The provisions of this chapter have hitherto focused on a particular species of legal person, the corporation. There are two explanations for this. First, corporations, unlike other legal persons, have certain common, uniform features: they are profit-making enterprises whose capital is generally represented by shares, in which there is a firm distinction between the separate entity of the corporation and the shareholders, with limited liability attaching to the latter. Secondly, it is mainly the corporation, unlike the public enterprise, the university, the municipality, the foundation and other such legal persons, that engages in foreign trade and investment and whose activities fuel not only the engines of international economic life but also the machinery of international dispute settlement. Diplomatic protection in respect of legal persons is mainly about the protection of foreign investment. This is why the corporation is the legal person that occupies centre stage in the field of diplomatic protection and why the present set of draft articles do—and should—concern themselves largely with this entity.
In the ordinary sense of the word, a “person” is a human being. In the legal sense, however, a “person” is any being, object, association or institution which the law endows with the capacity of acquiring rights and incurring duties. A legal system may confer legal personality on whatever object or association it pleases. There is no consistency or uniformity among legal systems in the conferment of legal personality.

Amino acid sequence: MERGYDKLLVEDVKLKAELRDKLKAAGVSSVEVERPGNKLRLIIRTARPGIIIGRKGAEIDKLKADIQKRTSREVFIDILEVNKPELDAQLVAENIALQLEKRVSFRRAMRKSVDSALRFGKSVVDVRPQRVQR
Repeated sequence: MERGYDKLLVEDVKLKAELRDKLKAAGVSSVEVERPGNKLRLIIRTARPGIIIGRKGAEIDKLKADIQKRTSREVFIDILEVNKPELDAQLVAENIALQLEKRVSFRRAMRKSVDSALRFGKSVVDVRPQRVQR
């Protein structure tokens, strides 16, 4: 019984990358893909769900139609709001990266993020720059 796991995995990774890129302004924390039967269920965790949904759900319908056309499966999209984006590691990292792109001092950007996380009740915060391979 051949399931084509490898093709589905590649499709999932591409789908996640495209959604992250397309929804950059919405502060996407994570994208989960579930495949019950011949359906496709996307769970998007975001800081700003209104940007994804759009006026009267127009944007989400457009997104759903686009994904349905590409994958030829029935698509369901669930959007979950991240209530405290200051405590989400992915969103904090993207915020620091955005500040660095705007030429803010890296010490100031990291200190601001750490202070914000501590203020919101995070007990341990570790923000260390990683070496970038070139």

There is jurisprudential debate about the nature of legal personality and, in particular, about the manner in which a legal person comes into being. The fiction theory maintains that no legal person can come into being without a formal act of incorporation by the State. This means that a body other than a natural person may obtain the privileges of personality by an act of State, which by a fiction of law equates it to a natural person, subject to such limitations as the law may impose. According to the realist theory, on the other hand, corporate existence is a reality and does not depend on State recognition. If an association or body acts in fact as a separate legal entity, it becomes a legal person, with all its attributes, without requiring grant of legal personality by the State. Whatever the merits of the realist theory, it is clear that, to exist, a legal person must have some recognition by law, that is, by some municipal law system. This has been stressed by both the European Court of Justice163 and the ICJ.164